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Kent firm in court after decade of ignoring risks to workers

Date:
22 July 2014

A Ramsgate company has been sentenced after one of its employees was left with a severe long-term disability following prolonged working with a range of vibrating machine tools.

A further four employees of Cummins Power Generation Ltd were also diagnosed with symptoms consistent with early stage Hand Arm Vibration Syndrome (HAVS), a debilitating condition that cannot be reversed.

The firm was prosecuted for safety breaches after the Health and Safety Executive (HSE) was made aware of the high incidence of HAVS among its staff.

Canterbury Magistrates’ Court today (22 July) heard that Cummins Power Generation had failed to manage the exposure of their employees to the serious risks of vibration for more than ten years.

As a result one employee in particular was diagnosed with advanced HAVS in both hands.  Although he still works with the company he has to ask for the help of a colleague whenever a task requires the use of a hand-held power tool. He is also unable to enjoy previous hobbies of golf or swimming.

HSE found the company failed to assess their workers’ level of exposure to vibration until HSE began its investigation. By this time some employees were either at or beyond the trigger levels for developing symptoms. The firm also failed to put preventative measures in place until HSE served an improvement notice.

Cummins Power Generation Ltd, Columbus Avenue, Manston, Ramsgate, Kent, was fined £20,000 and ordered to pay £49,149 in costs after admitting a breach of Section 2(1) of the Health and Safety at Work etc Act 1974.

After the hearing, HSE Inspector Alison Benfield said:

“HSE guidance on HAVS was published as long ago as 1994 so vibration risk has been widely known for many years – ‘white-finger’ was a common industry term for HAVS.  Cummins Power Generation failed to manage this risk over a significant period of time, from early 1998 to early 2009, across its sites in both Ramsgate and Margate.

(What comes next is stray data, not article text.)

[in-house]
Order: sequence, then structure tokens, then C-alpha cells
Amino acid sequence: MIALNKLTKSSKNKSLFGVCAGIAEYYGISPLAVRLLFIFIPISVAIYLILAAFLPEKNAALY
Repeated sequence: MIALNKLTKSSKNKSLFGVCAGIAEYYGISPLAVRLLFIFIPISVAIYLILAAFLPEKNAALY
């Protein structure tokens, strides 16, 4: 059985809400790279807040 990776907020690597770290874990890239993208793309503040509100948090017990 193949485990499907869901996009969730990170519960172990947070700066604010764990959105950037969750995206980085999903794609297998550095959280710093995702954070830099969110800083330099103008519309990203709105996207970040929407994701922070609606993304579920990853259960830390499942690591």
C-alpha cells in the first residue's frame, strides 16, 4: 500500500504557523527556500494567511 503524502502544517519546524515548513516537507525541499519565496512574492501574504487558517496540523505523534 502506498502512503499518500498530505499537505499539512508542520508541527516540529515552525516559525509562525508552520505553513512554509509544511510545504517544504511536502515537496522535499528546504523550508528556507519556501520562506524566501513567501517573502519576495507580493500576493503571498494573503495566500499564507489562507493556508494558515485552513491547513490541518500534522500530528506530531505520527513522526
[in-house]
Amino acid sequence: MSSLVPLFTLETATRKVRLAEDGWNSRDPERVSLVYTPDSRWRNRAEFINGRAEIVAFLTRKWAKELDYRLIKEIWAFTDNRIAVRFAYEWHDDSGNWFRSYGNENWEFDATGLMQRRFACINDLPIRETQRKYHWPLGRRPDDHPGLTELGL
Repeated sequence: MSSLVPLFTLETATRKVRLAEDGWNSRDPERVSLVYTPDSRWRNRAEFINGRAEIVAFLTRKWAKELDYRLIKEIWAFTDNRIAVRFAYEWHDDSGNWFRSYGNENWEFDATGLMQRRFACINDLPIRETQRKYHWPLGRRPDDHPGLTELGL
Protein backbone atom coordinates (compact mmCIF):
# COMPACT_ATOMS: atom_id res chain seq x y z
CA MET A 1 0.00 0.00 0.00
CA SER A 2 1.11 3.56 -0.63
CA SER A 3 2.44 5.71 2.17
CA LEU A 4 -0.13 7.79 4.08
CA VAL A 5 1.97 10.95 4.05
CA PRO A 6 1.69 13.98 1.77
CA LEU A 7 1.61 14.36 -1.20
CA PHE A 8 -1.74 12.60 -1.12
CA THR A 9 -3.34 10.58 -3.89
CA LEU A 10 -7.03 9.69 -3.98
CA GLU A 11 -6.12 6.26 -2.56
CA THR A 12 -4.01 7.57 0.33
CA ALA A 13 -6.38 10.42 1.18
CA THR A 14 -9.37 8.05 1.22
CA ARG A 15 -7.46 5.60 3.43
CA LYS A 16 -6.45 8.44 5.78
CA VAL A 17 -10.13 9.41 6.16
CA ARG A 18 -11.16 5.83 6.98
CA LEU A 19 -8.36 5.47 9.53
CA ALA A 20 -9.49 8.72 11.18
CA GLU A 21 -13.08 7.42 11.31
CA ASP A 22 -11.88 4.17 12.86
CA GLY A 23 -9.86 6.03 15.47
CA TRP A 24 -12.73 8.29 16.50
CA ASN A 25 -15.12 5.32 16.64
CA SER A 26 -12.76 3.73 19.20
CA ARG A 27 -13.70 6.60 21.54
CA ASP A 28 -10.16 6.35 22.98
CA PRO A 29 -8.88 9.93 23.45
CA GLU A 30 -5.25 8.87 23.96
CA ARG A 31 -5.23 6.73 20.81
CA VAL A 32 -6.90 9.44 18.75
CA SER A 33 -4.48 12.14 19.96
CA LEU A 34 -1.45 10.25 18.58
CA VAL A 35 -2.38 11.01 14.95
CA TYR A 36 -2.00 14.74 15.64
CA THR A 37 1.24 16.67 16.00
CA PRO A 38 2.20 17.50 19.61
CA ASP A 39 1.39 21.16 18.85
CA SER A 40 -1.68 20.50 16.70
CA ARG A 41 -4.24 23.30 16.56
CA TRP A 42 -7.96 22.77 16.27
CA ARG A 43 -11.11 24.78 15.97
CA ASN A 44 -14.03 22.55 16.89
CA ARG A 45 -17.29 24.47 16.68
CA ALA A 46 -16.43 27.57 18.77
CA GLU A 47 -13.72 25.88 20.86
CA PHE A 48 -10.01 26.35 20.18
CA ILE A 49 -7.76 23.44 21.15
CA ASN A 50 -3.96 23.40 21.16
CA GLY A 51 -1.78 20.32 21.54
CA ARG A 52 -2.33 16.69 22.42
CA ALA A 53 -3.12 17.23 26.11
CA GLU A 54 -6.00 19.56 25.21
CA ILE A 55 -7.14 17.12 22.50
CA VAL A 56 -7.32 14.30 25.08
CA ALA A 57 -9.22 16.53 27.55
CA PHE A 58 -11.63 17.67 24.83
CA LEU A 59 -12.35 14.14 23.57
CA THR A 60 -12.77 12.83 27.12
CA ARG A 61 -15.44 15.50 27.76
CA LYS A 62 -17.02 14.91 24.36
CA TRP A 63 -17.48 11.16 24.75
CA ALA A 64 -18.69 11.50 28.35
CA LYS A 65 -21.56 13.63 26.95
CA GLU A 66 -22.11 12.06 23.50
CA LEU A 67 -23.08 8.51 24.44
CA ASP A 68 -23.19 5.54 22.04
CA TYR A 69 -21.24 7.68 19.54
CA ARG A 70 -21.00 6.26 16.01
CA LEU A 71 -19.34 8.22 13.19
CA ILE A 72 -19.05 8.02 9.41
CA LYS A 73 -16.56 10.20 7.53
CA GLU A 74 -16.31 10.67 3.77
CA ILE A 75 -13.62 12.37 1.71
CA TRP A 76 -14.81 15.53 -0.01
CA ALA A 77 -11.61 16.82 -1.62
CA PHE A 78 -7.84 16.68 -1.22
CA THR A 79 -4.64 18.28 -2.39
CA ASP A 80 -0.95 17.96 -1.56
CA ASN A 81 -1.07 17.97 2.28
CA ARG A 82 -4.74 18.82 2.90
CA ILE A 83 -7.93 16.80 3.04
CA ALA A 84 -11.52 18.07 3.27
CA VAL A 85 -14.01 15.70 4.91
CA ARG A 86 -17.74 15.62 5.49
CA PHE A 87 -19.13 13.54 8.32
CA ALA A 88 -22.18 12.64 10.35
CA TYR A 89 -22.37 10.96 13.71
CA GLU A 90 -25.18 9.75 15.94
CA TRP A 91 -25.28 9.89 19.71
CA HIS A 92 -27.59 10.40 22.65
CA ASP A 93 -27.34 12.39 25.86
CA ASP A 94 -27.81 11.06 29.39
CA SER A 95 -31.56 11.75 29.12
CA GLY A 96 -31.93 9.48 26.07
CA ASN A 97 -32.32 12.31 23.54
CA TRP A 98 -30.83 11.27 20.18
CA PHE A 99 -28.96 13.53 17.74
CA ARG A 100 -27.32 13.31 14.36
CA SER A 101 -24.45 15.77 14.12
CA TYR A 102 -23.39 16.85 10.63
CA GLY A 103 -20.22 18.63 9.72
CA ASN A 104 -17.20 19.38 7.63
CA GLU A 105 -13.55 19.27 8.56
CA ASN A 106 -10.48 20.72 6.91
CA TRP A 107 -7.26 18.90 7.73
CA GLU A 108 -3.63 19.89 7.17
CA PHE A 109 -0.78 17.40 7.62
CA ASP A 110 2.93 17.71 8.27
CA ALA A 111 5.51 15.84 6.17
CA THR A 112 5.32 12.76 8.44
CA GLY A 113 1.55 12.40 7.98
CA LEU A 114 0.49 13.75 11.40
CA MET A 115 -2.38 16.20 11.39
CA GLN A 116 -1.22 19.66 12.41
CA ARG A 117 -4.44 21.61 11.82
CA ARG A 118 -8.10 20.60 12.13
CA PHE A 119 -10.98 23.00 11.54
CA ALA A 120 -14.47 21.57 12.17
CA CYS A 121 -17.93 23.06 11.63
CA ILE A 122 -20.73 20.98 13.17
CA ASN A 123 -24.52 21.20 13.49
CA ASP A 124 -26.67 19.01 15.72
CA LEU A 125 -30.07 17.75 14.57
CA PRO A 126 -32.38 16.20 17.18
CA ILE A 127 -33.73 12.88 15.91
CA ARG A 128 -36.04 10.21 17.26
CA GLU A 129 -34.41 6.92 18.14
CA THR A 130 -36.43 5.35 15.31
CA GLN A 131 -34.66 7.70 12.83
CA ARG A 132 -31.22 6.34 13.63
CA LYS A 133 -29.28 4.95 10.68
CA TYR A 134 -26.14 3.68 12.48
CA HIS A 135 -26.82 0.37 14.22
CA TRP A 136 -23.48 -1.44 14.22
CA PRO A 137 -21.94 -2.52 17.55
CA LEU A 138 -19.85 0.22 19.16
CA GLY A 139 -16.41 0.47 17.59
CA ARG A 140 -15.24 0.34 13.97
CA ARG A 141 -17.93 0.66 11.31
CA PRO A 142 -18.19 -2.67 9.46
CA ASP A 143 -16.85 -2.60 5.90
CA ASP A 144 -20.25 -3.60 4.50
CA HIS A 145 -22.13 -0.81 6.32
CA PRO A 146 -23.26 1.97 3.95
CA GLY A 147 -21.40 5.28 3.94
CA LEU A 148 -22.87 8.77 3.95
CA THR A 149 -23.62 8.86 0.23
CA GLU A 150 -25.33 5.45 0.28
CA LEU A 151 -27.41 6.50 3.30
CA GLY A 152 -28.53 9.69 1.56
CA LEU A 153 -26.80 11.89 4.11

“Hand-arm vibration can have a significant impact on a worker’s health. If the use of power tools is not controlled correctly by engineering and manufacturing companies, workers can develop HAVS to a degree that will have a permanent disabling impact on their working and social lives.

“Measures can include purchasing tools with the lowest vibration levels, introducing better systems of work when possible to avoid exposure all together, making sure workers know how to use tools properly and regular health surveillance to detect any early signs.”

For information about HAVS, visit http://www.hse.gov.uk/vibration/index.htm

Notes to Editors:

  1. The Health and Safety Executive is Britain’s national regulator for workplace health and safety. It aims to reduce work-related death, injury and ill health. It does so through research, information and advice; promoting training; new or revised regulations and codes of practice; and working with local authority partners by inspection, investigation and enforcement. www.hse.gov.uk
  2. Section 2(1) of the Health and Safety at Work etc Act 1974 states: “It shall be the duty of every employer to ensure, so far as is reasonably practicable, the health, safety and welfare at work of all his employees.”

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